This post was updated after publication with new information about Dalvin Cook’s injury.
On Sunday, Vikings fans once again read the words that give them nightmares: non-contact knee injury.
In the third quarter of the Vikings-Lions game—a 14-7 Detroit victory—Dalvin Cook took a handoff from Case Keenum up the middle, and as the star rookie running back planted his left leg to cut around a defender, his knee gave way, sending him tumbling to the ground. As he fell, he immediately reached for his knee, fumbling the ball in the process.
Dalvin Cook's injury did not look good at all pic.twitter.com/xCqYNW7PhB— Isaac (@WorldofIsaac) October 1, 2017
Cook eventually limped off the field and later appeared to test the leg by walking on the sideline, but he was still sent to the locker room and minutes later was ruled out for the rest of the game. On Monday, Vikings head coach Mike Zimmer told reporters that Cook tore his ACL—he will have surgery, and is out for the remainder of the season.
#Vikings coach Mike Zimmer confirms: RB Dalvin Cook is done for the season with a torn ACL. He’ll have surgery.— Ian Rapoport (@RapSheet) October 2, 2017
The play called to mind last preseason’s Teddy Bridgewater injury—a haunting memory for Viking fans. Bridgewater suffered a noncontact knee injury in practice that turned out to be a complete ACL tear and dislocated knee. He sat out all of last season and started this year on the PUP list, although there’s hope that after he comes off of it in Week 7, he may be able to play at some point this season.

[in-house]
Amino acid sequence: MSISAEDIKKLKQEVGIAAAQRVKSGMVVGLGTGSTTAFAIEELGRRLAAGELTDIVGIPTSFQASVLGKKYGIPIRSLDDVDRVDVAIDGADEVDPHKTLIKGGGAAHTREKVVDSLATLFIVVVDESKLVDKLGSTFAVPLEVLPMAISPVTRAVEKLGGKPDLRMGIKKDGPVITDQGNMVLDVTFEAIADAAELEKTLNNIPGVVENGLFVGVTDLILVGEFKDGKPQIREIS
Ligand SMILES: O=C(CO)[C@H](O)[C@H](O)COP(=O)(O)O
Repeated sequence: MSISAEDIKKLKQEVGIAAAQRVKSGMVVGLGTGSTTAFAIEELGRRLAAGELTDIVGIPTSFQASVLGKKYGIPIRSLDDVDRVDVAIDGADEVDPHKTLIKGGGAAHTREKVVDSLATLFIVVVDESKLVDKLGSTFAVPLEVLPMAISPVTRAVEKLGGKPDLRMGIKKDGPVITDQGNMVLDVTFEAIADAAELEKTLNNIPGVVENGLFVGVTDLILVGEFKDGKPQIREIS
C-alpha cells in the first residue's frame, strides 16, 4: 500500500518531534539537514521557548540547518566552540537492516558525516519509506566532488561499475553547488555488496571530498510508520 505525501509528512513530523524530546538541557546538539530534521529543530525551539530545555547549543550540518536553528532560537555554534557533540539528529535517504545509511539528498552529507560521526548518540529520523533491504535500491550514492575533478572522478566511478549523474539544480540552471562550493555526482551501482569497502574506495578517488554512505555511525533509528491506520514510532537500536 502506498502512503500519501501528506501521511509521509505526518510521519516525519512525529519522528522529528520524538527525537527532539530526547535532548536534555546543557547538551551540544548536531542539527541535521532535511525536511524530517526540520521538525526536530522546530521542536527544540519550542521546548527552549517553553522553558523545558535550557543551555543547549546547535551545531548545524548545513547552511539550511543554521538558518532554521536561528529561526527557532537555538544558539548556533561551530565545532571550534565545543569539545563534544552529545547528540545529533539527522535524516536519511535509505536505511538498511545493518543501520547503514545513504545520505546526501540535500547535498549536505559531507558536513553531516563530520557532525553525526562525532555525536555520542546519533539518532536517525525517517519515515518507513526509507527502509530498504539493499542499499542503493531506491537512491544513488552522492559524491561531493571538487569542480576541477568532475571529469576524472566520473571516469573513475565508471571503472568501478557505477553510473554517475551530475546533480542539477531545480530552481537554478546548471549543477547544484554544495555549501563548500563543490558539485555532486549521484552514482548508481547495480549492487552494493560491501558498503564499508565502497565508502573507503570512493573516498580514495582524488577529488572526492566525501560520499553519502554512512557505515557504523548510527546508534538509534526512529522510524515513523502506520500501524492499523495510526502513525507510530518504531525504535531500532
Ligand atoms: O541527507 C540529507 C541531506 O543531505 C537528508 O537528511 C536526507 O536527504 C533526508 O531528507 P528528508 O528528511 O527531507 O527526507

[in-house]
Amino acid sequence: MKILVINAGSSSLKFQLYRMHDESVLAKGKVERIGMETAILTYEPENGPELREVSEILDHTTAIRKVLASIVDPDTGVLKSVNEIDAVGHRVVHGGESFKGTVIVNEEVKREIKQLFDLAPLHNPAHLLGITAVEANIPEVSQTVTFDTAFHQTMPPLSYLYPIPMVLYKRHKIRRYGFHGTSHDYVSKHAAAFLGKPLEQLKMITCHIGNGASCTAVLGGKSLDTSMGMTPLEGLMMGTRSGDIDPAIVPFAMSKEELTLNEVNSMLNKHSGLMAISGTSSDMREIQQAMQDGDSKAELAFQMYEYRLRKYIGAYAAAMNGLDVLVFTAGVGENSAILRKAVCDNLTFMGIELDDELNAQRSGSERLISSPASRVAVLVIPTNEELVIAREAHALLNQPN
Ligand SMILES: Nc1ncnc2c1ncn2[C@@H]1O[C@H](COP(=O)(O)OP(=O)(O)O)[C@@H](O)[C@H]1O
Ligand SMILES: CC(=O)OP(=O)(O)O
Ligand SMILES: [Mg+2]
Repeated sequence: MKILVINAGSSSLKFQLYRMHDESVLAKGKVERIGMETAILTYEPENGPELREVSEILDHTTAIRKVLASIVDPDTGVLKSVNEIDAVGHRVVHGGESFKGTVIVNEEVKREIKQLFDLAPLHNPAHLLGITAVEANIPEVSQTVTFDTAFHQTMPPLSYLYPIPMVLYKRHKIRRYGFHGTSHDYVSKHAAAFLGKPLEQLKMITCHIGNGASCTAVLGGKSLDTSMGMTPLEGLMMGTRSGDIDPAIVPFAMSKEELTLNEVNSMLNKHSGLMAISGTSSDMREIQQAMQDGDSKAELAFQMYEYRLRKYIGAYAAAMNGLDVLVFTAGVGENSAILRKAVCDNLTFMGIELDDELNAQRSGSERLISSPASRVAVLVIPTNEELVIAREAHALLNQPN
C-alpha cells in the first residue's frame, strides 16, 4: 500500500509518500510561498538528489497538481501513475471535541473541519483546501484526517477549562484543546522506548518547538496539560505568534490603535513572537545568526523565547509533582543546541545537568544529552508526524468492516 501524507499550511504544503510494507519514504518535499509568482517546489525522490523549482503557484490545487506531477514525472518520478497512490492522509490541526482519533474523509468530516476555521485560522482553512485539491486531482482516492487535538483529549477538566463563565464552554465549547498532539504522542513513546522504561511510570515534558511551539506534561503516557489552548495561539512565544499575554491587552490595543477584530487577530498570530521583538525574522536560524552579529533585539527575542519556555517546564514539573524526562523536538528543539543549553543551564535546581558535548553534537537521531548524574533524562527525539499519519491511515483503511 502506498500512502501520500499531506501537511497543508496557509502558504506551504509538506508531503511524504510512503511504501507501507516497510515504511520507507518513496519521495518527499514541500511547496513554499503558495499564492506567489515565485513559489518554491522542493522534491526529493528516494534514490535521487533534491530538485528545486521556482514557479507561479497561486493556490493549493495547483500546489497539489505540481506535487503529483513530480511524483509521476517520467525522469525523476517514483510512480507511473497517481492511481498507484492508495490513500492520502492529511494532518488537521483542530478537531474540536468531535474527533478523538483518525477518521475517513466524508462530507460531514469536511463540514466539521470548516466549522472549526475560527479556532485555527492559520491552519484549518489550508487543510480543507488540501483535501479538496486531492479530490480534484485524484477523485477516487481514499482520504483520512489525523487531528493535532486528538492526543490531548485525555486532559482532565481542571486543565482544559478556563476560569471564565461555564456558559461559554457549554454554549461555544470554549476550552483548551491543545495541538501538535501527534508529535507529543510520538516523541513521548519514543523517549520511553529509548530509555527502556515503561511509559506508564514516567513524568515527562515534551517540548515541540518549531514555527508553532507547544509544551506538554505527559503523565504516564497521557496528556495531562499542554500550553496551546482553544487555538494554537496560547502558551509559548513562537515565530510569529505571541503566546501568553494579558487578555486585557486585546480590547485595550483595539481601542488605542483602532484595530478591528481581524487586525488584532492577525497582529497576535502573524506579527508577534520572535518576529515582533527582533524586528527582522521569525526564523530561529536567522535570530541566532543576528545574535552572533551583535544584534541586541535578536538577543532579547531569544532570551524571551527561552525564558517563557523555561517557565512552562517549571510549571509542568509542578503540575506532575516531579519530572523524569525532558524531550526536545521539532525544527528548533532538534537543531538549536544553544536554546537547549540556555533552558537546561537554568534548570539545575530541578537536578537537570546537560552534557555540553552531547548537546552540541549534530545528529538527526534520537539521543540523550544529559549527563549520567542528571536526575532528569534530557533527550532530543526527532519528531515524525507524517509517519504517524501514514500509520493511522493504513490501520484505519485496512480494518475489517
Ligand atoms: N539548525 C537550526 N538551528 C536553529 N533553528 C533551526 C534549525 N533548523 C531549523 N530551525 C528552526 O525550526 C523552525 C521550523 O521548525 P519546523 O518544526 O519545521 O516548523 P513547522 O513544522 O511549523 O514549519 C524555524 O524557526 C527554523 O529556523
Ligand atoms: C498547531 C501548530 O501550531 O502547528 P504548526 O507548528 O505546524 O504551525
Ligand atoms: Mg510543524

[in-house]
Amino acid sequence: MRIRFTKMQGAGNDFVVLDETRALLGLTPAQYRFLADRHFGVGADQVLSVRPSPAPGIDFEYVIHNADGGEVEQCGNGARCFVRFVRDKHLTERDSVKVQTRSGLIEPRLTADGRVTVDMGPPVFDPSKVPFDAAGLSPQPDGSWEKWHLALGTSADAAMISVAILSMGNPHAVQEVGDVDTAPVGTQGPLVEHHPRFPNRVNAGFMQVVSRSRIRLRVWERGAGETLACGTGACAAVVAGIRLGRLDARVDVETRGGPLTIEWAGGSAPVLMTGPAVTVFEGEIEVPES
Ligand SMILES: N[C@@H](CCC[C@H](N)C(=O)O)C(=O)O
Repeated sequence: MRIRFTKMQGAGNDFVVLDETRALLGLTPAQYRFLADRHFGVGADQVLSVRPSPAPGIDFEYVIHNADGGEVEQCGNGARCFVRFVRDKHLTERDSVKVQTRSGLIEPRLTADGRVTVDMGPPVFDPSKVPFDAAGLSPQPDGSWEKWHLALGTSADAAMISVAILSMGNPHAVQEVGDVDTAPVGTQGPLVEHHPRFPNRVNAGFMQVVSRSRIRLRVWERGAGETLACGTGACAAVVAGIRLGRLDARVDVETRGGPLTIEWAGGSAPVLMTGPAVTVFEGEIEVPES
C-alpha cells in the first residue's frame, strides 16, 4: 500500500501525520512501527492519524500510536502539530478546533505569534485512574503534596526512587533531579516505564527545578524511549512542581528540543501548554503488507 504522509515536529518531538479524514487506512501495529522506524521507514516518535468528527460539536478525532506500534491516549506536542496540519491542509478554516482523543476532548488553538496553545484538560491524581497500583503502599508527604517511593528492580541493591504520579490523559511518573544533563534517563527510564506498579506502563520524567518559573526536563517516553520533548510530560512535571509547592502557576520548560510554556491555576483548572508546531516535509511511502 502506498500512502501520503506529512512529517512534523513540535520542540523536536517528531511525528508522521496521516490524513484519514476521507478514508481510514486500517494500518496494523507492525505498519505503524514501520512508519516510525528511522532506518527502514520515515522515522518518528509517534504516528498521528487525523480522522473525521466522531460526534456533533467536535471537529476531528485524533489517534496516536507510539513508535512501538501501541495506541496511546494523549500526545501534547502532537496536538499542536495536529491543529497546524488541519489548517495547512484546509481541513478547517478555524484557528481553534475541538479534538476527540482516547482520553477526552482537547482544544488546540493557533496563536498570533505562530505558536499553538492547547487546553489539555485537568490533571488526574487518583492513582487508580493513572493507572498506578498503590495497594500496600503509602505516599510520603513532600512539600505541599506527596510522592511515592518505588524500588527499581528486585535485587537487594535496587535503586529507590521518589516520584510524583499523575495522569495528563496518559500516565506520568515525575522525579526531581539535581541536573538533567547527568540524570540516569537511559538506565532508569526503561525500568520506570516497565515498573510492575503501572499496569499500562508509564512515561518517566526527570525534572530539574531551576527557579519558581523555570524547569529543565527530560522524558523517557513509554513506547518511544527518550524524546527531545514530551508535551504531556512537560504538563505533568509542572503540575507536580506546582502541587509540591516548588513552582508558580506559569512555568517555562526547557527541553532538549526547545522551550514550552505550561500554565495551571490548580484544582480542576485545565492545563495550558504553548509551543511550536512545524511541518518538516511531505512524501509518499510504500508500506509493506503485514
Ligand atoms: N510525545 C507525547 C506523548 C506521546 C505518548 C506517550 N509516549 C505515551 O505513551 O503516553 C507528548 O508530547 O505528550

Cook missing the rest of the season will come as another blow to a Vikings offense that is already playing with a backup quarterback under center. After Week 3, Cook sat at second in the league in rushing. He’s also a threat as a receiver, and taking away that underneath component in the passing game will complicate the offense for Keenum, the Vikings’ interim starter.
In a year when rookie running backs have played such a big role in the league—the Chiefs’ Kareem Hunt led all rushers through the first three weeks, and Leonard Fournette and Tarik Cohen are making big splashes in Jacksonville and Chicago— losing Cook from that bunch is a sad development. Jerick McKinnon has been getting most of Minnesota’s carries when Cook isn’t on the field, and the team also signed Latavius Murray—who could prove to be a solid backfield presence in Cook’s absence—this offseason. Even with Murray and McKinnon, though, the Vikings will have a hard time replacing Cook, who has looked like a potential superstar through the first three weeks of the season. Without him, Minnesota’s chances of challenging the Packers and Lions in the NFC North diminish significantly.